It also might be helpful to encourage them to take breaks. Sometimes distance from the problem gives them the ability to come back later with a new perspective.
If your young programmer is still struggling to make progress, and you think it is time to step in and provide direct help – try asking them these questions:
Do they know which part is not working?
How did they expect their code to work? And Why?
If your child can answer these questions very specifically, then that is a good sign. Helping them look for credible online resources or joining an online coding community where you can pose your question would be a good next step.
If your child is struggling to answer these questions, then consider suggesting to break the problem up into smaller, more manageable tasks. For example, suppose your child is creating their own video game with characters that move around the screen and collect items. They might break up the problem into smaller tasks like this:
Get character to appear on screen
Get character to move forward
Get character to move backwards
Get item to appear on screen
Get character to interact with item
Create more items and more characters by repeating steps 1-5
If your child tries to tackle the whole problem all at once, it makes it difficult to pinpoint where they made mistakes and how to fix it.
Tip: Always be testing your code here and there before continuing!
Often the mistake first time coders make is they write a lot of code and then try to run it only to realize there is a mistake in what they wrote because the program does not run or runs in an un-expected way. The best way to minimize errors in the code, aka. Bugs in the code, is always be testing. Test each new line of code to ensure it works as you intend it before going onto to code the next line or next step because if you don’t and run your code after writing a lot of code, you won’t know exactly where the error is and this is more time consuming than testing each line as you go. In the end testing as you go saves you time and frustrations later on.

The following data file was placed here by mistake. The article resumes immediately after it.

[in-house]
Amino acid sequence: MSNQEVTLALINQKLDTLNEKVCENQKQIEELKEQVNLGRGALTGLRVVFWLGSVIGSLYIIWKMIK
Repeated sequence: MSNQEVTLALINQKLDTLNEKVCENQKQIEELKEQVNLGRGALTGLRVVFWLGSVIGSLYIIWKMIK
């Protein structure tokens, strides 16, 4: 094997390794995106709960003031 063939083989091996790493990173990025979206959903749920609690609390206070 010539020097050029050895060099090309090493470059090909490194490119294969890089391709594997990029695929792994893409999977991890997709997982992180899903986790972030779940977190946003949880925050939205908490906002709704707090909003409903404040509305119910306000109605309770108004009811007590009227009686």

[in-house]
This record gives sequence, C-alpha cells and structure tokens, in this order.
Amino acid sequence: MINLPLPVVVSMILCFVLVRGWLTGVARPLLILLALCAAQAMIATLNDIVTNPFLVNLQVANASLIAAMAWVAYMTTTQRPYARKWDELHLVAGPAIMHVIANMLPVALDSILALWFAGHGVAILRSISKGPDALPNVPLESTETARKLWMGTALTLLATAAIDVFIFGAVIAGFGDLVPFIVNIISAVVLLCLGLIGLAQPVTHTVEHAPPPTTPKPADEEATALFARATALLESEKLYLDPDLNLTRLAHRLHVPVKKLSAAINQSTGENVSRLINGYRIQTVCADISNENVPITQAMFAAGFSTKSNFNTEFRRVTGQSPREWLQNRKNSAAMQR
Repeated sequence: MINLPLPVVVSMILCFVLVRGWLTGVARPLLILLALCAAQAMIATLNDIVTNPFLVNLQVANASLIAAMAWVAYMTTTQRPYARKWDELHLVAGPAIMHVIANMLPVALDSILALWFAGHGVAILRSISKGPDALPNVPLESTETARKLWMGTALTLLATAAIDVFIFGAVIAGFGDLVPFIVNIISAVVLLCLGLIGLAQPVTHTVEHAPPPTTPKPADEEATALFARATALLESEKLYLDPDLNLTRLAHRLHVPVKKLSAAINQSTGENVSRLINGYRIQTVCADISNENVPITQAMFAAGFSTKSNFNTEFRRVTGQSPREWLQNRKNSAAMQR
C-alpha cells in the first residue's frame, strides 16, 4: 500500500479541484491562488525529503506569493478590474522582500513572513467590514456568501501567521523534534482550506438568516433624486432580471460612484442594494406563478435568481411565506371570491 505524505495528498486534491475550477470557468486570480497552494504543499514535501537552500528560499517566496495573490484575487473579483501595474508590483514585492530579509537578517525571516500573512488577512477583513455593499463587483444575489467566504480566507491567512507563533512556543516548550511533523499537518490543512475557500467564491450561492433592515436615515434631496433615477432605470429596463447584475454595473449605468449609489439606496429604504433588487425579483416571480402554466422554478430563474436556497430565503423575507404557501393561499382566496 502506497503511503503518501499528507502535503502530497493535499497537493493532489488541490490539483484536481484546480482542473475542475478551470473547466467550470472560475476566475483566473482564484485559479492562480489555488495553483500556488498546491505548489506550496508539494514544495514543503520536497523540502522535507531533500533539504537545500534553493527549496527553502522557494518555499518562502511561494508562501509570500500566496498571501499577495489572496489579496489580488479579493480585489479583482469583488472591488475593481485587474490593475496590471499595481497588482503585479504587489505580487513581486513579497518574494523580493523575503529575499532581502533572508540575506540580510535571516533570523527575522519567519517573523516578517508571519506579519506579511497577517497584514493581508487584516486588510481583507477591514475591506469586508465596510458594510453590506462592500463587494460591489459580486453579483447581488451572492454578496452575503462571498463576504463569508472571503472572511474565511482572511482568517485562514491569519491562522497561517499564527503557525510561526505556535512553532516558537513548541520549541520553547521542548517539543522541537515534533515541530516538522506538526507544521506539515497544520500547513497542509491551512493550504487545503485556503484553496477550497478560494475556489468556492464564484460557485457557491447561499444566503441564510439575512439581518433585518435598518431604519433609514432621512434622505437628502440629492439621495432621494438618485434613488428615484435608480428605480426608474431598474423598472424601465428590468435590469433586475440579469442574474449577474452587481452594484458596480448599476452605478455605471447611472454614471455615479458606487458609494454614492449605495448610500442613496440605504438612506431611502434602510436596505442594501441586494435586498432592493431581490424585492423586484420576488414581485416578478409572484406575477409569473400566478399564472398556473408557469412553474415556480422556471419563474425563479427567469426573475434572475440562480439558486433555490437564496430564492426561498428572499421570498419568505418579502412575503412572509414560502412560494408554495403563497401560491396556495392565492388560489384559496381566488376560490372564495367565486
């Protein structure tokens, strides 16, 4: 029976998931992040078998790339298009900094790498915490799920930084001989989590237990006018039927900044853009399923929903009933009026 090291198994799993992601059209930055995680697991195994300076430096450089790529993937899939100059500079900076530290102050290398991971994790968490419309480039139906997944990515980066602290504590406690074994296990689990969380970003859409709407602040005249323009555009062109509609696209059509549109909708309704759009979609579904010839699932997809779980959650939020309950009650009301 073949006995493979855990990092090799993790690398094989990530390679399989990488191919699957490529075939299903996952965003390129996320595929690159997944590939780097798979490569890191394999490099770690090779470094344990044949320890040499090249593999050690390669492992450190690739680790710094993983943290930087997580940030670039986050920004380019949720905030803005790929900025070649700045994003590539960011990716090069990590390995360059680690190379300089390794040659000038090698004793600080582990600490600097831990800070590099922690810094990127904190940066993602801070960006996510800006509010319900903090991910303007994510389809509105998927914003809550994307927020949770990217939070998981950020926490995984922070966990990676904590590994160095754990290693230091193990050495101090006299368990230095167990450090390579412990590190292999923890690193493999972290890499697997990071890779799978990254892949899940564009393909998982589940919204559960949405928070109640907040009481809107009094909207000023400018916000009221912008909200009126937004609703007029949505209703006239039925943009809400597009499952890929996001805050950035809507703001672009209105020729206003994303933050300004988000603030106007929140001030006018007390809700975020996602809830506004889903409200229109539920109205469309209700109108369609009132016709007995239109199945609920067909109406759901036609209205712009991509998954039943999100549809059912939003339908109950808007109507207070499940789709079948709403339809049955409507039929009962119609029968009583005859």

Frustration: It’s Taking Too Long...Maybe I’m Not Good Enough
I understand it can be frustrating when it seems like other students or peers in your community are coming up with solutions much quicker than you. Creating a viable solution from scratch takes a long time. Think of construction workers that build houses. They can’t just show up to an empty lot and build a whole house in one day. The builders draw and redraw blueprints for months. Then, one day at a time, they add more wood and more sheetrock until they have erected a fully functioning house.
Coding works the same way. Programming requires planning and working at your own pace to solve the problem.
How to Overcome this Frustration: Remember It’s Not A Race
Try to remember that it is not a race. As long as the program works at the end, then it doesn’t matter how long it takes to complete it.
Parents and educators, if your child ever feels discouraged to continue based upon the pace at which they work, then it can be helpful to remind young coders why they started coding in the first place.
Does your child code because –
They like learning?
They like to build and create things?
They like being able to express themselves?
They like the satisfying feeling of completing a really challenging puzzle?
If you have answered yes to any of these questions, then reassure your child that it doesn’t matter how long it takes them to finish a project. They do not need to work faster to enjoy learning, to enjoy creating something new, to enjoy expressing themselves or to enjoy the satisfying feeling of completing a really hard problem.
It is only natural for them to get better and faster with time and practice.
Boy on Ipad: Photo by stem.T4L on Unsplash
Frustrated Boy: Photo by DMCA on Pxfuel
Mother Helping Daughter: Photo by August de Richelieu on Pexels
Woman Teaching Son: Photo by Julia M Cameron on Pexels